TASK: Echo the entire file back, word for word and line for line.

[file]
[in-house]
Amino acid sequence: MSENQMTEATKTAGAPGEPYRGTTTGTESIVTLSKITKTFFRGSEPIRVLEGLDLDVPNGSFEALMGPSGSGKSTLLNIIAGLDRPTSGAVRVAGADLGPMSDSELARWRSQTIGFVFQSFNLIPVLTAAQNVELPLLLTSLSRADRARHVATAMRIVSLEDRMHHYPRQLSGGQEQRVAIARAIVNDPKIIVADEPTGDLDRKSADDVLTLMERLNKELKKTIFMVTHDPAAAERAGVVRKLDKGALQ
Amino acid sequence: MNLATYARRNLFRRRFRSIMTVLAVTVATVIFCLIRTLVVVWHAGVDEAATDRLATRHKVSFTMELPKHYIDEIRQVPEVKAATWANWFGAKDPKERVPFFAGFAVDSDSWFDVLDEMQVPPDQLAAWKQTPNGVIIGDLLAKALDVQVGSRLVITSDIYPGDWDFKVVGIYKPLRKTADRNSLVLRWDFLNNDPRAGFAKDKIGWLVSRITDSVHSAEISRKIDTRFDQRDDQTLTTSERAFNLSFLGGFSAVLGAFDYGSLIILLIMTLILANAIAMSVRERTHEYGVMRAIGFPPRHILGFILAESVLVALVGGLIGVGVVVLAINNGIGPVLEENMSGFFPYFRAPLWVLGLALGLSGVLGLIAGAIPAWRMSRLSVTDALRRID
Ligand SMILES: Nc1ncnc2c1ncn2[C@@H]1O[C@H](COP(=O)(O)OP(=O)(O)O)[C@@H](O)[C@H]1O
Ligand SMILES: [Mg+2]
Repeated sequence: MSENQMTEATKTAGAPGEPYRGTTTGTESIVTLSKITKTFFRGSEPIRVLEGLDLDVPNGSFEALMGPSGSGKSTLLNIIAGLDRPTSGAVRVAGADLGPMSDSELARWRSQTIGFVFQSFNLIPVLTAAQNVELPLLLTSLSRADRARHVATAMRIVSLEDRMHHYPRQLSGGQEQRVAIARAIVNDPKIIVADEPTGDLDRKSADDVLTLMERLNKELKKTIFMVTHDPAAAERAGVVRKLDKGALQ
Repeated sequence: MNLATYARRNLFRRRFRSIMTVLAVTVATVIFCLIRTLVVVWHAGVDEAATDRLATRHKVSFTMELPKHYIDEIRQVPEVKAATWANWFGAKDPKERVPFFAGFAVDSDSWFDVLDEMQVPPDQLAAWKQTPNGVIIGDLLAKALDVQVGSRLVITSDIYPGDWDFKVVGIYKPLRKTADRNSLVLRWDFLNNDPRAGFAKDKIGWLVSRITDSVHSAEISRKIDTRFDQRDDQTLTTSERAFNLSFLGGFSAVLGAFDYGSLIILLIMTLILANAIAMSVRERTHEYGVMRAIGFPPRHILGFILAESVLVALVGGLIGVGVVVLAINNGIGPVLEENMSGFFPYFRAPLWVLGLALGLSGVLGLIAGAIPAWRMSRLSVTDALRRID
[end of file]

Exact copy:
[in-house]
Amino acid sequence: MSENQMTEATKTAGAPGEPYRGTTTGTESIVTLSKITKTFFRGSEPIRVLEGLDLDVPNGSFEALMGPSGSGKSTLLNIIAGLDRPTSGAVRVAGADLGPMSDSELARWRSQTIGFVFQSFNLIPVLTAAQNVELPLLLTSLSRADRARHVATAMRIVSLEDRMHHYPRQLSGGQEQRVAIARAIVNDPKIIVADEPTGDLDRKSADDVLTLMERLNKELKKTIFMVTHDPAAAERAGVVRKLDKGALQ
Amino acid sequence: MNLATYARRNLFRRRFRSIMTVLAVTVATVIFCLIRTLVVVWHAGVDEAATDRLATRHKVSFTMELPKHYIDEIRQVPEVKAATWANWFGAKDPKERVPFFAGFAVDSDSWFDVLDEMQVPPDQLAAWKQTPNGVIIGDLLAKALDVQVGSRLVITSDIYPGDWDFKVVGIYKPLRKTADRNSLVLRWDFLNNDPRAGFAKDKIGWLVSRITDSVHSAEISRKIDTRFDQRDDQTLTTSERAFNLSFLGGFSAVLGAFDYGSLIILLIMTLILANAIAMSVRERTHEYGVMRAIGFPPRHILGFILAESVLVALVGGLIGVGVVVLAINNGIGPVLEENMSGFFPYFRAPLWVLGLALGLSGVLGLIAGAIPAWRMSRLSVTDALRRID
Ligand SMILES: Nc1ncnc2c1ncn2[C@@H]1O[C@H](COP(=O)(O)OP(=O)(O)O)[C@@H](O)[C@H]1O
Ligand SMILES: [Mg+2]
Repeated sequence: MSENQMTEATKTAGAPGEPYRGTTTGTESIVTLSKITKTFFRGSEPIRVLEGLDLDVPNGSFEALMGPSGSGKSTLLNIIAGLDRPTSGAVRVAGADLGPMSDSELARWRSQTIGFVFQSFNLIPVLTAAQNVELPLLLTSLSRADRARHVATAMRIVSLEDRMHHYPRQLSGGQEQRVAIARAIVNDPKIIVADEPTGDLDRKSADDVLTLMERLNKELKKTIFMVTHDPAAAERAGVVRKLDKGALQ
Repeated sequence: MNLATYARRNLFRRRFRSIMTVLAVTVATVIFCLIRTLVVVWHAGVDEAATDRLATRHKVSFTMELPKHYIDEIRQVPEVKAATWANWFGAKDPKERVPFFAGFAVDSDSWFDVLDEMQVPPDQLAAWKQTPNGVIIGDLLAKALDVQVGSRLVITSDIYPGDWDFKVVGIYKPLRKTADRNSLVLRWDFLNNDPRAGFAKDKIGWLVSRITDSVHSAEISRKIDTRFDQRDDQTLTTSERAFNLSFLGGFSAVLGAFDYGSLIILLIMTLILANAIAMSVRERTHEYGVMRAIGFPPRHILGFILAESVLVALVGGLIGVGVVVLAINNGIGPVLEENMSGFFPYFRAPLWVLGLALGLSGVLGLIAGAIPAWRMSRLSVTDALRRID